Since the tragic events of 9/11, faith has become an important discourse in society as a whole. This article explores aspects of that discourse in our multicultural society with special reference to mental health and well‐being, and describes a conference set up by NIMHE/Staffordshire University and the National Forum on Spirituality and Mental Health to explore how belief systems can affect people's well‐being and their recovery from mental illness
In September 2010 this specialist journal published by Routledge, ran a special edition on religion, spirituality and mental health.
Why a forum on racially and ethnically diverse congregations? (2008)
Professor Peter Gilbert
As far back as 1899, in The Philadelphia Negro, W. E. B. Du Bois spoke about the "Negro Church" and the "White Church." He continued to do so throughout his long career, one that extended into the 1960s. Though he had his critiques, he largely praised the Negro Church as an adaptive institution that empowered African Americans in a racist nation.
Dilemmas of Spiritual Assessment: Considerations for Nursing Practice
Wilfred McSherry and Linda Ross (2002)
Interest in the spiritual dimension of nursing has resulted in a proliferation of published research internationally that is very prescriptive, suggesting that nurses should be providing spiritual care. However, little research has been published that provides nurses with a potential framework for the assessment and subsequent delivery of spiritual care. It would appear that there is a consensus of opinion that nurses can and should be able to undertake an assessment of their patients' spiritual needs. However, such assumptions may be unfounded, inaccurate, misguided and potentially detrimental to patient care. This article explores the area of spiritual assessment, drawing on the international literature, highlighting potential dilemmas in conducting a spiritual assessment.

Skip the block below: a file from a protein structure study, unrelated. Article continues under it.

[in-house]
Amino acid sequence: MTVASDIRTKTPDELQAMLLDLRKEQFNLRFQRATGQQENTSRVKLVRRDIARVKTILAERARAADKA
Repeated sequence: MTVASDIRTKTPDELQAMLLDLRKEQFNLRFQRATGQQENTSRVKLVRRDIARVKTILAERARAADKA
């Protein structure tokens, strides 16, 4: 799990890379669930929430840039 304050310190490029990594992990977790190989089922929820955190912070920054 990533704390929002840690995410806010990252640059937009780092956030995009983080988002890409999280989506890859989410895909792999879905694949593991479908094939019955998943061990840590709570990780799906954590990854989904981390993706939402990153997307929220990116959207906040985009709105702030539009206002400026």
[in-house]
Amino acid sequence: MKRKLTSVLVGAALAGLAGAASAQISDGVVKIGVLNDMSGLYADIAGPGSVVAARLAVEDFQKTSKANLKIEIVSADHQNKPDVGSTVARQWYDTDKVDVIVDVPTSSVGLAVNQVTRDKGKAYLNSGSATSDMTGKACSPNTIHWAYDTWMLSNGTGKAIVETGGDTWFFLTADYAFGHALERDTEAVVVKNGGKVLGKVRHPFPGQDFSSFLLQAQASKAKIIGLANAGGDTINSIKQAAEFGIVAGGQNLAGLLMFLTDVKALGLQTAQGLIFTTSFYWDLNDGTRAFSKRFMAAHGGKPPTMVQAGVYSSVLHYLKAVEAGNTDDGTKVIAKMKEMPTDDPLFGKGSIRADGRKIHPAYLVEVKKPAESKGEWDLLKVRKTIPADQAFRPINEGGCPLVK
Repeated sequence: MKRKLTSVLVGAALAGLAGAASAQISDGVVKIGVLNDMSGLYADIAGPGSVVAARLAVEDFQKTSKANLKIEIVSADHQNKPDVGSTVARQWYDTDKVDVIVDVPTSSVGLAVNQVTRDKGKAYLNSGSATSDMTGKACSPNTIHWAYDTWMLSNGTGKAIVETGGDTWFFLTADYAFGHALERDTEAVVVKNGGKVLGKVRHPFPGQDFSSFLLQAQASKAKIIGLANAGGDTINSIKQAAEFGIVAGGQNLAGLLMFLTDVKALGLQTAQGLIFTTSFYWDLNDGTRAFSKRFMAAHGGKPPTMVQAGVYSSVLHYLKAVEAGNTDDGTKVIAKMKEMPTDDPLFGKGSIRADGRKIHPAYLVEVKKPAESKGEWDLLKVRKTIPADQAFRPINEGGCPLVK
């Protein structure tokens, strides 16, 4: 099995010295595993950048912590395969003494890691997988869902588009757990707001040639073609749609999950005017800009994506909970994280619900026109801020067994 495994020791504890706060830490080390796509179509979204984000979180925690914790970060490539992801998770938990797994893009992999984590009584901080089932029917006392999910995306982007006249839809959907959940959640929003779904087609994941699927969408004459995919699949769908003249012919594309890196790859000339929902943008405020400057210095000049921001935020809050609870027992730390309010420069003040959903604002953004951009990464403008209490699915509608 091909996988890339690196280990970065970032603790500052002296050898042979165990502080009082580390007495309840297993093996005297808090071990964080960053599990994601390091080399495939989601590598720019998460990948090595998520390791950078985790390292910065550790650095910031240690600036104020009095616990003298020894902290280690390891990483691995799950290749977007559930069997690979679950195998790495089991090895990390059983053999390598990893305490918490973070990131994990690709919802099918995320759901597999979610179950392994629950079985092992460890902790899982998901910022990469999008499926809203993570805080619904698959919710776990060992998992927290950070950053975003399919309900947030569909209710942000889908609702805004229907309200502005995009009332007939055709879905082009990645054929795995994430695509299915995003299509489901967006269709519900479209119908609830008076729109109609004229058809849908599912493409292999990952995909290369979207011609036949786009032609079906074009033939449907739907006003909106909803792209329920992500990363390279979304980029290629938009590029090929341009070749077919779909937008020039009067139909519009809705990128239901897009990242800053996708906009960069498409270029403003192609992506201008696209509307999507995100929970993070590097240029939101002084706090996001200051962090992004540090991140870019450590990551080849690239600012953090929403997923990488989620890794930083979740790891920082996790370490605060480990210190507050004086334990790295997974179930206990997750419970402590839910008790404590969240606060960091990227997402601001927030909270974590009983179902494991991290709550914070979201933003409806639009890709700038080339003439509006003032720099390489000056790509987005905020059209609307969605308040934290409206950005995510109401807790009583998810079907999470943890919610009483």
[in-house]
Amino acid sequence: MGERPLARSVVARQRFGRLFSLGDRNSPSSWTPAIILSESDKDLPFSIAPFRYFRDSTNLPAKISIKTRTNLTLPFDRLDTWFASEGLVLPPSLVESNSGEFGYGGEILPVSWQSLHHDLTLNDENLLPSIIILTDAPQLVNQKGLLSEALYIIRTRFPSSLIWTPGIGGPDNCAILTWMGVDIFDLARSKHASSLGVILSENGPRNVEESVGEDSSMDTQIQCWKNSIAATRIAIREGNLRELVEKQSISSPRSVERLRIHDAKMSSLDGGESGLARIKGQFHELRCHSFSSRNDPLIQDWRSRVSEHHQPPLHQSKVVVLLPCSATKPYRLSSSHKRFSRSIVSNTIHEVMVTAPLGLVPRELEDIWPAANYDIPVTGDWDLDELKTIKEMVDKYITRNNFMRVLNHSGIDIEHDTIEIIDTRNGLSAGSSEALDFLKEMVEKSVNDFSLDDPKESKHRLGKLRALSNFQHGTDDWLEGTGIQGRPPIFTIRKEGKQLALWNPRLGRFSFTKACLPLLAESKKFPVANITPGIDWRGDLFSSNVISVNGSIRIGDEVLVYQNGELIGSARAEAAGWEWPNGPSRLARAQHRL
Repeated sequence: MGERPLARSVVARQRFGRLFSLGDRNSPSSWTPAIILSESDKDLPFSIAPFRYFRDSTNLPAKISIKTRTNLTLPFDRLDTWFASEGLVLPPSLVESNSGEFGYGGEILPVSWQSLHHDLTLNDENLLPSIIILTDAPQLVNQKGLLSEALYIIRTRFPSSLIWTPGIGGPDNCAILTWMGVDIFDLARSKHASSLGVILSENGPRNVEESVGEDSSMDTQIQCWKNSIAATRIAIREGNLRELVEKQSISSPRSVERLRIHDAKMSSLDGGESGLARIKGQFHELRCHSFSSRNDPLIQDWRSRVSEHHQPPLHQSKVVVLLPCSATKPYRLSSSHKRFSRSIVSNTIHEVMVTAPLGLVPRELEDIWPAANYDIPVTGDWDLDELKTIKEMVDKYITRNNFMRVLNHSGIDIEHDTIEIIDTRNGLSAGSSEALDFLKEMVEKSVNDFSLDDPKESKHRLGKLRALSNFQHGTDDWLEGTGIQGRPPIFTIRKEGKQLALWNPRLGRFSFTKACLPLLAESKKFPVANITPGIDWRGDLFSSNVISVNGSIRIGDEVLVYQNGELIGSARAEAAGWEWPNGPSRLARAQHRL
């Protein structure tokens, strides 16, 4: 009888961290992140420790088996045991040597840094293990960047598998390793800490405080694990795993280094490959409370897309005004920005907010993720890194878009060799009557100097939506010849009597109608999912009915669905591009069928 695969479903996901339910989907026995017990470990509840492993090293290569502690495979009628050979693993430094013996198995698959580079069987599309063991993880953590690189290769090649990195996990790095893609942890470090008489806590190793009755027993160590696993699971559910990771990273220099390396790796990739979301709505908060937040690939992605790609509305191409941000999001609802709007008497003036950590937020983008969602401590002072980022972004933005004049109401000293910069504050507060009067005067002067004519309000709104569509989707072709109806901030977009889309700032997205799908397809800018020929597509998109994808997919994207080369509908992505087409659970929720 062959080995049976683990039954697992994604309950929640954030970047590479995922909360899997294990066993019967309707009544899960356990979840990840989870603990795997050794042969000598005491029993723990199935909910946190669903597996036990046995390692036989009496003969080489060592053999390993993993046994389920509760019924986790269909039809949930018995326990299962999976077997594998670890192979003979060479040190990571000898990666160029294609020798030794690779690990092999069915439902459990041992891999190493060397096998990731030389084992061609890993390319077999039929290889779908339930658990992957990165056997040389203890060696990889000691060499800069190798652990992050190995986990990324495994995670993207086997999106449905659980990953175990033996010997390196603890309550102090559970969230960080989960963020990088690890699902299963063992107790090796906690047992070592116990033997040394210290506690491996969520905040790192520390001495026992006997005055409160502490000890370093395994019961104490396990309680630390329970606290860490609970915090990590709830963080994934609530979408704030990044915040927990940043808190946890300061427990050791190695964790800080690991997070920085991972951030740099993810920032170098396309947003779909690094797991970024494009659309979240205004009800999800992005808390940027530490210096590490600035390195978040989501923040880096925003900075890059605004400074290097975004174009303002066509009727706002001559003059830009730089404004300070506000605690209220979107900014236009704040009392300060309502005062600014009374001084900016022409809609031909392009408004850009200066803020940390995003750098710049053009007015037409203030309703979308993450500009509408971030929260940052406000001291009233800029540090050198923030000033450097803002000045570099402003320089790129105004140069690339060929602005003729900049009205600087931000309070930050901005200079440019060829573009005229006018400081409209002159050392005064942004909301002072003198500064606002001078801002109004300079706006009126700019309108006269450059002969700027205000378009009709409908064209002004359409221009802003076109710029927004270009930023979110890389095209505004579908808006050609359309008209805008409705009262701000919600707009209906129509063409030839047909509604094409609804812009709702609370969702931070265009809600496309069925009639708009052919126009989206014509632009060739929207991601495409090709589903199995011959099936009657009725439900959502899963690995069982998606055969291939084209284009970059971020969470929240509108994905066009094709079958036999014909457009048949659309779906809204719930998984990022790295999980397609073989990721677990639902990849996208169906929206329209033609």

Faith in one city: exploring religion, spirituality and mental well-being in urban UK, (2011)
Professor Peter Gilbert
There are intense current debates about the place of belief systems in a secular society, and also whether the mechanistic approach to mental health care is sufficient for human beings. This paper aims to describe the Birmingham and Solihull Mental Health Foundation NHS Trust (BSMHFT) spirituality and mental health research programme within that context.
Spiritual care and psychiatric treatment: an introduction
The Patron of the Royal College of Psychiatrists has pointed out the irony involved in recording patients' religion, without seeking to discover that all this means to them in terms of understanding and coping with their illness (HRH The Prince of Wales, 1991). One College past-President (Sims, 1994) firmly recommends evaluating the religious and spiritual experiences of our patients in assessing aetiology, diagnosis, prognosis and planning treatment. Across the water, an American Journal of Psychiatry editorial (Andreasen, 1996) has it that, ‘We must practice and preach the fact that psychiatrists are physicians to the soul as well as the body.’
Don’t mention God, (2006)
Professor Peter Gilbert and Natalie Watts
For many people with mental health problems, spirituality is an essential part of their recovery. This is something that mental health services are beginning to recognise. Peter Gilbert and Natalie Watts outline the role and aims of the NIMHE spirituality project and the issues it aims to address.
This paper aims to describe the content and import of a conference held in partnership between Staffordshire University and The National Spirituality and Mental Health Forum on the importance of considering life in the context of human mortality, and the meaning and purpose of our lives. It was one of a series of conferences on the theme of health and multi‐belief systems; other conferences were on mental health and civic regeneration. A fourth conference is planned for 2012 on dementia and beliefs.
The rationale for assessing the spiritual needs of psychiatric patients is examined as a prelude to addressing the question of how to do this. A number of approaches are considered. The emphasis is on varieties of practical history-taking suitable for the repertoire of every psychiatrist in training and those engaged in CPD. Finally, some of the consequences of identifying spiritual needs in psychiatric patients are discussed.